Something special happened that winter--the way the Indians came together. Tell me about that.

The way the Indians came together with the, with the Lewis and Clark expedition and vice versa, was brought together by alot of different things. Brought together by the elements, first of all. Cold, cold winter, ok. And windchills, I would imagine. And also by the loneliness that can be portrayed with the cold and portrayed along the bottom when nothing is alive. They brought them together, I think that brought them together as well. They came together to do everything from socially visiting, to eating together, to dancing together. I think the Indians, obviously, got a huge kick out of watching the European dances, especially when men dance with men. Because in those days, like today, you don't dance with partners when you do it in a Native American tradition. So they got a kick out of that. And I think humor was a big thing. I don't think Lewis and Clark wrote enough about the humor that was portrayed, and there must have been alot of it, there must have been alot of it in those, because they had alot of, they alot of nights of storytelling, alot of nights of just telling what happened within the past year. And I'm sure Lewis and Clark were there hearing these stories. And so alot of that had to been done with humor, had to been done with eating together, with, with trying to visit even children, this kind of stuff.

It almost seems that this was a vision of how it could have been.

Definitely. And how it was at that time. But Lewis and Clark expected, as well the tribes did, that things would be, would be perfect, from there on in, and people live together in harmony, and it just didn't happen. But I think that winter was, there was times in that winter when it was beautiful. When it was absolutely beautiful.

Tell me about grizzly bears.

One of the elements that Lewis and Clark, and the tribes had, along the river, was the animal world. One of them, the most powerful I think of the animal world at that time ??? was the plains grizzly. And I do know that the tribes themselves had various ceremonies and had various societies that were attached to the grizzlies. It was very unusual for the men to hunt grizzlies. It was very unusual for the men to go out and actually stalk them, because they were very powerful. So the people just stayed away from them as much as possible. But they were there, that was just another element, just another danger. And if you didn't do things right, you know, the grizzlies would come, basically.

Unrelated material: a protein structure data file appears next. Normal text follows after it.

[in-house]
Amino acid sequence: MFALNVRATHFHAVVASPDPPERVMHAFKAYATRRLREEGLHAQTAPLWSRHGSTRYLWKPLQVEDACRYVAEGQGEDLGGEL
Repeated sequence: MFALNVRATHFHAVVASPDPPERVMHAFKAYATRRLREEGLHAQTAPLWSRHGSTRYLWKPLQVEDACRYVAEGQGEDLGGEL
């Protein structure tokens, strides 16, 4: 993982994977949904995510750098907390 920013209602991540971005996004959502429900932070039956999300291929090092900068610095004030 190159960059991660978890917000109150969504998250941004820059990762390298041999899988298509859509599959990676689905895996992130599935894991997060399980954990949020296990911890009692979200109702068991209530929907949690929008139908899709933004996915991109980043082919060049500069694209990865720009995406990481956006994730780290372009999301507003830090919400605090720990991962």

How could this expedition survive?

The way that the Lewis and Clark expedition survived, besides being on the lucky side, ok, was from the people. Was from the tribes. That's how they survived. They, they, if you remember the journals, they always had somebody with them, or they were always meeting somebody or, or, they're the ones that helped them survive. And also I really do think that they, that they had a very good team concept going and team, family concept going when they were together as, as the Lewis and Clark expedition. And when they got more people on like Charbonneau and Sacagawea, they just enhanced or enhanced the family, and that's how they survived.

So finally, what's the significance of the L&C expedition to American history.

The significance of American history, in American history, by the Lewis and Clark expedition, expedition, is that, people who study it, be it in classroom situations or, or as hobbies or whatever, need to understand that it wasn't just the opening of the west that people claimed it was, that it was a learning experience about new cultures. And the significance is, the significance is is that we must, when we look at those new cultures, even today, and see how we changed them, there's both negative and positive things to that. See how we changed them. See how they were. And therefore using those to maybe learn how to live together. And, and help each other out.

In your tradition, how are L&C remembered.

Lewis and Clark is remember in my, in my, with my culture of Mandan-Hidatsa as explorers. That the ones that start changing a way of life. And also that they were, that they were good people, that they were good people. You know, we never, obviously because we never taxed them, we never, we never stopped them anyway at all.

Thanks. What is the Mandan word for white man and what does it mean.

Well one of the word...

Remember my question is not in it...

That's right, that's right. Let's go with the Hidatsa. The, the, ok the word that's along the river for White People or White Man is the term that we say, "Mashee." Mashee, according to some, means "because they were friendly" and they were friends towards that in that time period towards the early White Man, is that what that means, it means a friend or a good person, is what I understand. And, to tell you the truth, the Mandan, I don't know--I just know the Hidatsa.

OK, thank you.


  GM